Elder De Hoyos and his wife, Evelia Genesta Mendivil De Hoyos, lived in almost every state in Mexico during his work for CES as a seminary teacher, CES coordinator, institute director, associate area director, and country director. During that time he served as president or counselor in four stake presidencies, president of the Mexico Tuxtla Gutiérrez Mission, Area Seventy, and Second Counselor in the Mexico South Area Presidency.
He and Evelia were married on June 4, 1975, in the Mesa Arizona Temple. They and their six children maintained their unity during all of the moves and all of the hours of Church service through family scripture study and planning time to be together.
Though he gave up his employment to serve full-time, he didn’t give up teaching. “One is never finished teaching or learning,” Elder De Hoyos said. “Being a teacher is a great privilege.”
The De Hoyos worked hard to help the Church develop in Mexico while keeping sharp focus on the spiritual growth inside their own home. "We know the importance of families and of doing the simple, little things," Elder De Hoyos said. "We have a clear testimony of family prayer, of family home evening, of reading the scriptures and keeping the Sabbath day holy."
As a grandfather, Elder De Hoyos believed young parents throughout the Church can build strong families through full participation in the program of the Church. "This builds an invisible but strong bond between parents and children. When the difficult days of adolescence come, this bond won't be broken. Families will stay unified despite the difficulties."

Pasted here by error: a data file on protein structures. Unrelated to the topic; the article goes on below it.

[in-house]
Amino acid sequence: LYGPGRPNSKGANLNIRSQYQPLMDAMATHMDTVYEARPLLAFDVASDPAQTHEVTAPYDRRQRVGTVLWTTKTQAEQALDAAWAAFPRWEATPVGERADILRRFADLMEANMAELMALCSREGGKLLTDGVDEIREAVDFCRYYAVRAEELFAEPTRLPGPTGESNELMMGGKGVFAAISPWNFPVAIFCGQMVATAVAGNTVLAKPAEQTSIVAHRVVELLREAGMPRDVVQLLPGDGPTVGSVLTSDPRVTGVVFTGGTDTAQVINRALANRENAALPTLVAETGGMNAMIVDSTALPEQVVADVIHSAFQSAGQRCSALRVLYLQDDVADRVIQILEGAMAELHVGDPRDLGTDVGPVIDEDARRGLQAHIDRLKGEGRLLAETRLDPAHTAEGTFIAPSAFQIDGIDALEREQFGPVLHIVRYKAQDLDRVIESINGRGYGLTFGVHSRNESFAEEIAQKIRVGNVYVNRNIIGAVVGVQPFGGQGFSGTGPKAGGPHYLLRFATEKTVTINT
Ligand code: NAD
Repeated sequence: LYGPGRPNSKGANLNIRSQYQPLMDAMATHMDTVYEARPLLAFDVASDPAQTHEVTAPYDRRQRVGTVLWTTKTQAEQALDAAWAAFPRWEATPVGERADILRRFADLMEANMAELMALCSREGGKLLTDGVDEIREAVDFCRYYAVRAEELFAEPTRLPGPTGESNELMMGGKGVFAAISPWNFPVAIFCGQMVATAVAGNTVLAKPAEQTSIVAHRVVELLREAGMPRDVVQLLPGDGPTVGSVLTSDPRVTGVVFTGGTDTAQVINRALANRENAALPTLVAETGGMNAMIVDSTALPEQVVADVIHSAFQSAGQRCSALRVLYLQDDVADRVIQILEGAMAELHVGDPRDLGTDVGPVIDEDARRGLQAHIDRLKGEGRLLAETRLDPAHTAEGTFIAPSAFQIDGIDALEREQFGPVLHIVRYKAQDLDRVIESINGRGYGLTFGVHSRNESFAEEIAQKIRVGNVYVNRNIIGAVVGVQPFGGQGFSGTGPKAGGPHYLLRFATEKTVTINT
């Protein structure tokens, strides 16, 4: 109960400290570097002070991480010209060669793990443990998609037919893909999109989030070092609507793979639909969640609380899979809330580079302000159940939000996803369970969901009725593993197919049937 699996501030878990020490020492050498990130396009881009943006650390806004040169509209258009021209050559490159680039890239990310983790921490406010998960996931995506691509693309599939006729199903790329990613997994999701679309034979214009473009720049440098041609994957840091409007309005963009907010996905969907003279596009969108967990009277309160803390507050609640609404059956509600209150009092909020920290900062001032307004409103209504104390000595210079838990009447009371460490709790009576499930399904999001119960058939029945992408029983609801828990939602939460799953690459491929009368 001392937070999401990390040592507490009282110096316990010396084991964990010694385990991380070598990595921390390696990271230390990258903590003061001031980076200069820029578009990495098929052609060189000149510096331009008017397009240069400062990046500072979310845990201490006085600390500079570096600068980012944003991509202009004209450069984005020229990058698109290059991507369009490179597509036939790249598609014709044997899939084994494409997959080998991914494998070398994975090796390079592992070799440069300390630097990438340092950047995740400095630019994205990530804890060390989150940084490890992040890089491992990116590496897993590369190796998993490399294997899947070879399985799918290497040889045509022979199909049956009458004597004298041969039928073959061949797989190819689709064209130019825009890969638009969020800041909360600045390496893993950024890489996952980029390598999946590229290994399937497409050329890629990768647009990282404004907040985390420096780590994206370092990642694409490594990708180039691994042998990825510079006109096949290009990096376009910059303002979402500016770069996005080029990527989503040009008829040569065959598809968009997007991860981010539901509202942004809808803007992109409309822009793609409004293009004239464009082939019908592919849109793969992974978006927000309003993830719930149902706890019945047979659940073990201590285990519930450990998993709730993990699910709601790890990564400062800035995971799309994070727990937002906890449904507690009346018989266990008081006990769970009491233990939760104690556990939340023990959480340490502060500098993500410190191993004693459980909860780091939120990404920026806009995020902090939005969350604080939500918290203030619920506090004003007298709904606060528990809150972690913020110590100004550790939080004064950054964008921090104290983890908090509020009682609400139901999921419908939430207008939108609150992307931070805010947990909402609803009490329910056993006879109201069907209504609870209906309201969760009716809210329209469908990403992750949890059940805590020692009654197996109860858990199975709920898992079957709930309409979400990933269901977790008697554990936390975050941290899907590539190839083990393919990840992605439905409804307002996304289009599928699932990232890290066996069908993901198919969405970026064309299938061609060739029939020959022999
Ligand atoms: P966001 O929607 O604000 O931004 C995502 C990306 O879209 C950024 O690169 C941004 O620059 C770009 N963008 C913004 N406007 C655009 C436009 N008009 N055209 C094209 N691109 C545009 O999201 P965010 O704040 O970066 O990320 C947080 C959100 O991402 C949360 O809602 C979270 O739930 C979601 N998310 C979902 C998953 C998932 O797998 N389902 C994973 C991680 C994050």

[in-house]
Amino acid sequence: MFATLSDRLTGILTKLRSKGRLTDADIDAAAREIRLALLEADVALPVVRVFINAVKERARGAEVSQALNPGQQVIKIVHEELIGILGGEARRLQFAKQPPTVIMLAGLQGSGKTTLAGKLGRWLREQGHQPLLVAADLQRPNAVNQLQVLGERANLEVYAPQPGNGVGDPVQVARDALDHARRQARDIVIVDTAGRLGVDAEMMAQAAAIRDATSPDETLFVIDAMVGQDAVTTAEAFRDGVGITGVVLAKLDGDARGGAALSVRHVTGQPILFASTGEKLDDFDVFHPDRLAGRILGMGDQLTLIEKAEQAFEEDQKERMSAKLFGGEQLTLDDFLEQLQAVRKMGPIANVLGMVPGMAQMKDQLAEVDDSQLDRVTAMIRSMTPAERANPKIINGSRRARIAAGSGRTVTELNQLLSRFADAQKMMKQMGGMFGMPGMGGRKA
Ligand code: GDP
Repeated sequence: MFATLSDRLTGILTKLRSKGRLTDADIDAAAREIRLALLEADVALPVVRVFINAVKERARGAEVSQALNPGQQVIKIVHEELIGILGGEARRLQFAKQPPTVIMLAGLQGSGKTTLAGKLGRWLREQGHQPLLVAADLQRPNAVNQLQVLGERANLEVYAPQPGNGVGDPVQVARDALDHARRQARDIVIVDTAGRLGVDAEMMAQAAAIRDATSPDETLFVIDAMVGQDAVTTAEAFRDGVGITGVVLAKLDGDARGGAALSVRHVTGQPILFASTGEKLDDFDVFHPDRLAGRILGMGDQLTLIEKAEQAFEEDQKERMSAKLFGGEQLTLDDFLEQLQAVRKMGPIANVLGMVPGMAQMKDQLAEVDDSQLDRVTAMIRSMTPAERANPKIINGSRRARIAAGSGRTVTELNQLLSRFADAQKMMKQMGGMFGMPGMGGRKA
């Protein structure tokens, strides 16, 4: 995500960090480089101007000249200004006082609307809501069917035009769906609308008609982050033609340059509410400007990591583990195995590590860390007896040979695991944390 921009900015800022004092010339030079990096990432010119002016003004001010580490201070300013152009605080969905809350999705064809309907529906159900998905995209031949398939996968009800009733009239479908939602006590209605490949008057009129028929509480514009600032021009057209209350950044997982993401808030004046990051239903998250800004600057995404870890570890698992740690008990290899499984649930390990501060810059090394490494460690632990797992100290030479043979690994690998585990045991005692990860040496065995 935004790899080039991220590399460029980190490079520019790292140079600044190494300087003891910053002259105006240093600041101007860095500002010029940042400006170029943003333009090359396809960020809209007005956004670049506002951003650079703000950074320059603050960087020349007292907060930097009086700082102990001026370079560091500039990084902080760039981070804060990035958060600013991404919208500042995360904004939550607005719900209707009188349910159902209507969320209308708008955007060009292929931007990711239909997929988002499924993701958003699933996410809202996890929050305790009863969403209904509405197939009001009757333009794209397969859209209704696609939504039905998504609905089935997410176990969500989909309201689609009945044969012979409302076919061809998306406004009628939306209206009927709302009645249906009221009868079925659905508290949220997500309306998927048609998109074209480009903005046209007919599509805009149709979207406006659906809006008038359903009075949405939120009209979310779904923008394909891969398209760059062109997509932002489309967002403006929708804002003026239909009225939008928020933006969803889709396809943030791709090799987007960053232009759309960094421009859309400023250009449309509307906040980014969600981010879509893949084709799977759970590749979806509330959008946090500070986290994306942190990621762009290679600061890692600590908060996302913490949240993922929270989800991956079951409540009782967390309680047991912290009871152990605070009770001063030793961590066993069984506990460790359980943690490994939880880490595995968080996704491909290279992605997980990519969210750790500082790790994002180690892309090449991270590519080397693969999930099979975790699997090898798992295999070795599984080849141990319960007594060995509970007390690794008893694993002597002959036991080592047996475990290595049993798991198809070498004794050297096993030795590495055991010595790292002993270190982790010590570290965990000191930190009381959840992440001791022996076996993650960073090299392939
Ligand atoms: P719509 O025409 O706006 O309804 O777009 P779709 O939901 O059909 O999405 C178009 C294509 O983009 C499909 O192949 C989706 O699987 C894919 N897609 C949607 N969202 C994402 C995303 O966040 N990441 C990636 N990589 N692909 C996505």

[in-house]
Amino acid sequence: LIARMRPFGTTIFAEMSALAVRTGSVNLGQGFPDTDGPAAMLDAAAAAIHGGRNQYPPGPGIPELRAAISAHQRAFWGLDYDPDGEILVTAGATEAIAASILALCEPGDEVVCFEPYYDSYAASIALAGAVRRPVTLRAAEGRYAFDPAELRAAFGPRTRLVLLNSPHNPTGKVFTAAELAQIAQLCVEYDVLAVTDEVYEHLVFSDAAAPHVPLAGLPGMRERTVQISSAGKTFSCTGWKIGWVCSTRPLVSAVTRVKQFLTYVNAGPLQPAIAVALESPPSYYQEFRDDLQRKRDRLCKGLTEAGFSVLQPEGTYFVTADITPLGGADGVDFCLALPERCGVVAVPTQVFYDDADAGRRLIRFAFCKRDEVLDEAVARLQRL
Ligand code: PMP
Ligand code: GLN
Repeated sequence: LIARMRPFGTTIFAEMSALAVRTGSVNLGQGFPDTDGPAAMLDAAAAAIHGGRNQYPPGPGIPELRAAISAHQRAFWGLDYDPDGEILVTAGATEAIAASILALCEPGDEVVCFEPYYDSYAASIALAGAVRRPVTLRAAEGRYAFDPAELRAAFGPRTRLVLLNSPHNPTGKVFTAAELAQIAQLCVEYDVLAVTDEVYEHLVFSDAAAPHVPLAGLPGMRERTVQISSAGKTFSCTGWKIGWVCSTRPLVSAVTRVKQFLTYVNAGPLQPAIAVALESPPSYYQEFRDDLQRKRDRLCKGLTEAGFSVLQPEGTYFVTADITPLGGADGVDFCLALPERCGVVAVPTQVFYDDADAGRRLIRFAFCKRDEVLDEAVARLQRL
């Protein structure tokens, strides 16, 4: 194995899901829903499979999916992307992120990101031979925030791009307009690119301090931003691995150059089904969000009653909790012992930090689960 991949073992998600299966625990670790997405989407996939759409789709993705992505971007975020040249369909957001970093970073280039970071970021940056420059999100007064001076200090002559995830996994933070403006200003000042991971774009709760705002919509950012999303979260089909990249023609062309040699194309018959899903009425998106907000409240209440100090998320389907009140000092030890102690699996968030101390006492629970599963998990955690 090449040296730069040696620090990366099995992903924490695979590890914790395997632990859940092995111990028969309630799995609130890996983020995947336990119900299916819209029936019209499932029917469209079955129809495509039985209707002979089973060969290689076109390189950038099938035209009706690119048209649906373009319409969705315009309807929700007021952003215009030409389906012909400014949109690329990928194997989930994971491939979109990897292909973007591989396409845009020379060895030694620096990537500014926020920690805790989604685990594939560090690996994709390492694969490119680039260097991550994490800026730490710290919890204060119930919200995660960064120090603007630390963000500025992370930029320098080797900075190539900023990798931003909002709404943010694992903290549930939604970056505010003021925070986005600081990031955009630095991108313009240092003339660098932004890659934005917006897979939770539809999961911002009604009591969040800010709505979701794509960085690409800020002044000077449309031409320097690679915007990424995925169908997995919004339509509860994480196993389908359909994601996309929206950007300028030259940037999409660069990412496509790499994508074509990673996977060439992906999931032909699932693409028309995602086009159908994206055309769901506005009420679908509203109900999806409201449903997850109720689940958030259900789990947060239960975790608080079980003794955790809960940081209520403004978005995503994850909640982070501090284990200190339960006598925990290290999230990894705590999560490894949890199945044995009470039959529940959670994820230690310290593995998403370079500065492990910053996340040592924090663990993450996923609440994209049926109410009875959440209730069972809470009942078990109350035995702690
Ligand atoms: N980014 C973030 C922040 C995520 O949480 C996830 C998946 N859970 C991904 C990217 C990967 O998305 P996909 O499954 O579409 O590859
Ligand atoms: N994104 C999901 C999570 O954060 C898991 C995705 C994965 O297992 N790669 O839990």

Sister De Hoyos added the home should be a place of refuge and instruction. She recommended that parents teach their children the commandments and of their divine relationship with their Heavenly Father. Even when children are grown, they can benefit from the counsel of loving parents.
Allow children to learn responsibility, she said. "If a child is able to throw toys around, he's also able to pick them up."
The couple add they have long enjoyed the blessings afforded full tithe payers.
"When we got married we had nothing," Elder De Hoyos said. "But the Lord has promised in the Book of Mormon that if we keep the commandments we can prosper in the land. We knew we could keep the commandments, and the Lord has kept His promise to this day."
As a General Authority, Elder De Hoyos now has the responsibility to help direct the welfare and development of the Church worldwide. He is humbled and eager to fulfill his new calling.
"We never thought this would happen to us, but we want to do our best."